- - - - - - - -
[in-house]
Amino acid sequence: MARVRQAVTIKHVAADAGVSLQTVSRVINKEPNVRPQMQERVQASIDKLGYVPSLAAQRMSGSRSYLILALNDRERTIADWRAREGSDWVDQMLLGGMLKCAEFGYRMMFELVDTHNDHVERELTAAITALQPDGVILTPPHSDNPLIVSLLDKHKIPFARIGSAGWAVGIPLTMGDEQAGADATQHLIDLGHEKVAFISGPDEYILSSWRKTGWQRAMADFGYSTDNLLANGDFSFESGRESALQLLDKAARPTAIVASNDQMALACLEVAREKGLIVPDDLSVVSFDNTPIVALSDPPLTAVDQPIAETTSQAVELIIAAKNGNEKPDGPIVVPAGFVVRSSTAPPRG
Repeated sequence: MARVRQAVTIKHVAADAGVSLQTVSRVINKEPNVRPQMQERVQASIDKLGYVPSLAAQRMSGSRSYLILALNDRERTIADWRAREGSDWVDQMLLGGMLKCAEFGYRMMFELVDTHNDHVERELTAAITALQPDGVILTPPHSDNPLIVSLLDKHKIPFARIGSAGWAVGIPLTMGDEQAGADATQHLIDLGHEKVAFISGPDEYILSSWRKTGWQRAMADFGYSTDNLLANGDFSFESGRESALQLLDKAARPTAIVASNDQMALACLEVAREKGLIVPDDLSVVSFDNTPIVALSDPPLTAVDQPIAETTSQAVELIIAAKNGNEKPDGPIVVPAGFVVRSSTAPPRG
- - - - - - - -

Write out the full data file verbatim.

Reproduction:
[in-house]
Amino acid sequence: MARVRQAVTIKHVAADAGVSLQTVSRVINKEPNVRPQMQERVQASIDKLGYVPSLAAQRMSGSRSYLILALNDRERTIADWRAREGSDWVDQMLLGGMLKCAEFGYRMMFELVDTHNDHVERELTAAITALQPDGVILTPPHSDNPLIVSLLDKHKIPFARIGSAGWAVGIPLTMGDEQAGADATQHLIDLGHEKVAFISGPDEYILSSWRKTGWQRAMADFGYSTDNLLANGDFSFESGRESALQLLDKAARPTAIVASNDQMALACLEVAREKGLIVPDDLSVVSFDNTPIVALSDPPLTAVDQPIAETTSQAVELIIAAKNGNEKPDGPIVVPAGFVVRSSTAPPRG
Repeated sequence: MARVRQAVTIKHVAADAGVSLQTVSRVINKEPNVRPQMQERVQASIDKLGYVPSLAAQRMSGSRSYLILALNDRERTIADWRAREGSDWVDQMLLGGMLKCAEFGYRMMFELVDTHNDHVERELTAAITALQPDGVILTPPHSDNPLIVSLLDKHKIPFARIGSAGWAVGIPLTMGDEQAGADATQHLIDLGHEKVAFISGPDEYILSSWRKTGWQRAMADFGYSTDNLLANGDFSFESGRESALQLLDKAARPTAIVASNDQMALACLEVAREKGLIVPDDLSVVSFDNTPIVALSDPPLTAVDQPIAETTSQAVELIIAAKNGNEKPDGPIVVPAGFVVRSSTAPPRG